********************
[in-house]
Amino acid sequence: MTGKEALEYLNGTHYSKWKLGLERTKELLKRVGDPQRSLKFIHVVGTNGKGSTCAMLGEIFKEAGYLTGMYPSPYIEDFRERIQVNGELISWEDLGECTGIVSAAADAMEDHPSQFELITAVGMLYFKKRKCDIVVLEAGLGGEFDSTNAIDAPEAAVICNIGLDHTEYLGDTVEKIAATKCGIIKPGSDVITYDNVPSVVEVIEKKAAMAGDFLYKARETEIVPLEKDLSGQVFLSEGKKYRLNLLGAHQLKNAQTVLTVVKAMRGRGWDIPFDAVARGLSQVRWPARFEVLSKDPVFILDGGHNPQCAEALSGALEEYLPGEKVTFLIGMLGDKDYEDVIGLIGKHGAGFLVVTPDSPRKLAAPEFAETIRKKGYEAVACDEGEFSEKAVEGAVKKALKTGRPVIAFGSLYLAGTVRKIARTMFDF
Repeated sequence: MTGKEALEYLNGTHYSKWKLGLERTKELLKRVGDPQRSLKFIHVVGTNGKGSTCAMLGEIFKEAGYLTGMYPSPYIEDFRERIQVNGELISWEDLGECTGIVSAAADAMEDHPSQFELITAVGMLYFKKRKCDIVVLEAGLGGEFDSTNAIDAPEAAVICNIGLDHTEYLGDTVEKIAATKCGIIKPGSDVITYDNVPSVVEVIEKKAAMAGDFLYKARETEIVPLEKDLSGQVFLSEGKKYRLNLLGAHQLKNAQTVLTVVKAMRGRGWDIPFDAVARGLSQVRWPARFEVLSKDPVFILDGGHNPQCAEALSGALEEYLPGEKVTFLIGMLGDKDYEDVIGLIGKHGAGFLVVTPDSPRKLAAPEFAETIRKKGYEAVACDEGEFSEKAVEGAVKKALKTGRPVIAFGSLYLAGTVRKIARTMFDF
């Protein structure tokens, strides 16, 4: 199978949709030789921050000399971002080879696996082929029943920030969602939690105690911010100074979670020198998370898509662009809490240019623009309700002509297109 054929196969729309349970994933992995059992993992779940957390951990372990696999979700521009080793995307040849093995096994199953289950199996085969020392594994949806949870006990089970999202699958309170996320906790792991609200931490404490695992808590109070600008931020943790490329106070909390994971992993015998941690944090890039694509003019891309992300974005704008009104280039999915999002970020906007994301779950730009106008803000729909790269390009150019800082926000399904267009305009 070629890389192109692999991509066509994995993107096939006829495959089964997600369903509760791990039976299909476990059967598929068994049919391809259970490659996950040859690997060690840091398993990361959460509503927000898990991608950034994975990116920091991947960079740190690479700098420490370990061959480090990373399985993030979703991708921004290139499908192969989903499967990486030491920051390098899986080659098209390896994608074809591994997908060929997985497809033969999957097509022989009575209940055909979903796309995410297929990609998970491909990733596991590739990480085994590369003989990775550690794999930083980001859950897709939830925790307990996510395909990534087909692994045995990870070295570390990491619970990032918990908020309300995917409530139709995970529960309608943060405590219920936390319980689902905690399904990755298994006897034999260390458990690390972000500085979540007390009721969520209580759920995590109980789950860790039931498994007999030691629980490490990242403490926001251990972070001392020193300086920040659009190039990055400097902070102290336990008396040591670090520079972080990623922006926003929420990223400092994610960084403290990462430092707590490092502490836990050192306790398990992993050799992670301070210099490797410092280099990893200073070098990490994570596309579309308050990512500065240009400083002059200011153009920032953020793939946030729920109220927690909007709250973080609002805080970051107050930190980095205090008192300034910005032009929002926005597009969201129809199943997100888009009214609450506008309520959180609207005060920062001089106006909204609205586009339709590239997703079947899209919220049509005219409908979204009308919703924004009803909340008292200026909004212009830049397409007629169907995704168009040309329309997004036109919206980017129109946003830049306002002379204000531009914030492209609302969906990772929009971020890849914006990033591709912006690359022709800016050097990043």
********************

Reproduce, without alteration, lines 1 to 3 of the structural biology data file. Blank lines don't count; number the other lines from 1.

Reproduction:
[in-house]
Amino acid sequence: MTGKEALEYLNGTHYSKWKLGLERTKELLKRVGDPQRSLKFIHVVGTNGKGSTCAMLGEIFKEAGYLTGMYPSPYIEDFRERIQVNGELISWEDLGECTGIVSAAADAMEDHPSQFELITAVGMLYFKKRKCDIVVLEAGLGGEFDSTNAIDAPEAAVICNIGLDHTEYLGDTVEKIAATKCGIIKPGSDVITYDNVPSVVEVIEKKAAMAGDFLYKARETEIVPLEKDLSGQVFLSEGKKYRLNLLGAHQLKNAQTVLTVVKAMRGRGWDIPFDAVARGLSQVRWPARFEVLSKDPVFILDGGHNPQCAEALSGALEEYLPGEKVTFLIGMLGDKDYEDVIGLIGKHGAGFLVVTPDSPRKLAAPEFAETIRKKGYEAVACDEGEFSEKAVEGAVKKALKTGRPVIAFGSLYLAGTVRKIARTMFDF
Repeated sequence: MTGKEALEYLNGTHYSKWKLGLERTKELLKRVGDPQRSLKFIHVVGTNGKGSTCAMLGEIFKEAGYLTGMYPSPYIEDFRERIQVNGELISWEDLGECTGIVSAAADAMEDHPSQFELITAVGMLYFKKRKCDIVVLEAGLGGEFDSTNAIDAPEAAVICNIGLDHTEYLGDTVEKIAATKCGIIKPGSDVITYDNVPSVVEVIEKKAAMAGDFLYKARETEIVPLEKDLSGQVFLSEGKKYRLNLLGAHQLKNAQTVLTVVKAMRGRGWDIPFDAVARGLSQVRWPARFEVLSKDPVFILDGGHNPQCAEALSGALEEYLPGEKVTFLIGMLGDKDYEDVIGLIGKHGAGFLVVTPDSPRKLAAPEFAETIRKKGYEAVACDEGEFSEKAVEGAVKKALKTGRPVIAFGSLYLAGTVRKIARTMFDF